For all of Irinej Gavrilovic’s 80 years, his Serbian Orthodox Church has kept its distance from the Vatican and the pope, maintaining a division whose roots date back a millennium. But only a few days into the job as the 45th Serbian Orthodox Patriarch, Irinej has several times repeated an invitation to the Roman Catholic pontiff, hoping that both men could celebrate a significant anniversary in 2013.
Bishop Richard Williamson, the ultra-traditionalist prelate whose denial of the extent of the Holocaust created an uproar in the Catholic Church and with Jews early last year, has said the discussions at the Vatican to rehabilitate his Society of Saint Pius X (SSPX) are a “dialogue of the deaf.” Williamson, one of the four SSPX bishops whose bans of excommunication were lifted by Pope Benedict only days after his controversial views were aired on Swedish television, said the two sides had “absolutely irreconcilable” positions.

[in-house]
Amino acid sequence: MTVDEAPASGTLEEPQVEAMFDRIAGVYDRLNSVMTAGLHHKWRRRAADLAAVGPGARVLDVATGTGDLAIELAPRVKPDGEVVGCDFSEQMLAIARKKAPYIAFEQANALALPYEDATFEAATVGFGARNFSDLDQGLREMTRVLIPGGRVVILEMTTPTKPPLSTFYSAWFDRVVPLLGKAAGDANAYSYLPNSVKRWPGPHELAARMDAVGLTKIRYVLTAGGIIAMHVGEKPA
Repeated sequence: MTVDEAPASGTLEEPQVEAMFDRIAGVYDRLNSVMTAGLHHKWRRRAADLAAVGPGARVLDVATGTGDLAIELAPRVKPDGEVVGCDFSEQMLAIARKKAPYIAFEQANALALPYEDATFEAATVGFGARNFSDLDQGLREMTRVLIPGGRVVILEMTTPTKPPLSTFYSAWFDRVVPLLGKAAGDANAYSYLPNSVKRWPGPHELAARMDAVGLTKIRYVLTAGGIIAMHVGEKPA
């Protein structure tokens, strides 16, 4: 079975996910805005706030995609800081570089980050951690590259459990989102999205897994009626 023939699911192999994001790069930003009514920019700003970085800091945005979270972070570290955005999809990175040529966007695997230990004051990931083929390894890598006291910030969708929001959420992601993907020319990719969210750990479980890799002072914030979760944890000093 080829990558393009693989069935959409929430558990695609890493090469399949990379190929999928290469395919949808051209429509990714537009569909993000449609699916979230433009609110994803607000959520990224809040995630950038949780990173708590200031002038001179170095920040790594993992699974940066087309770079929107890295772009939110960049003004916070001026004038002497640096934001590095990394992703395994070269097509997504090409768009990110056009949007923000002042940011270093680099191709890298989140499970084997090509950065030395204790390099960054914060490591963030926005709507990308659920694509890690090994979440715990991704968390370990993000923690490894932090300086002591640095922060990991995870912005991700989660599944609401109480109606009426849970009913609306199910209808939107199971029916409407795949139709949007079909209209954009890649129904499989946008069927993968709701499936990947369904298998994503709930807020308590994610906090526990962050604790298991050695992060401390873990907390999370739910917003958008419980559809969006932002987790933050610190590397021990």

Visiting synagogues is not getting any easier for Pope Benedict.
Today’s meeting with Rome’s Jewish community was the third time he has entered a synagogue, which is a kind of a papal record considering that his predecessor Pope John Paul — probably the first pope to do so since Saint Peter two millennia ago — made only one such visit himself.
Deep splits have appeared in Italy’s Jewish community just before Pope Benedict makes his first visit to Rome’s synagogue, with at least one senior rabbi and one Holocaust survivor announcing a boycott. The row revolves around the pontiff’s decision last month to raise nearer to sainthood wartime Pope Pius XII, who many Jews say did not do enough to help Jews facing persecution by Nazi Germany, a position the Vatican rejects.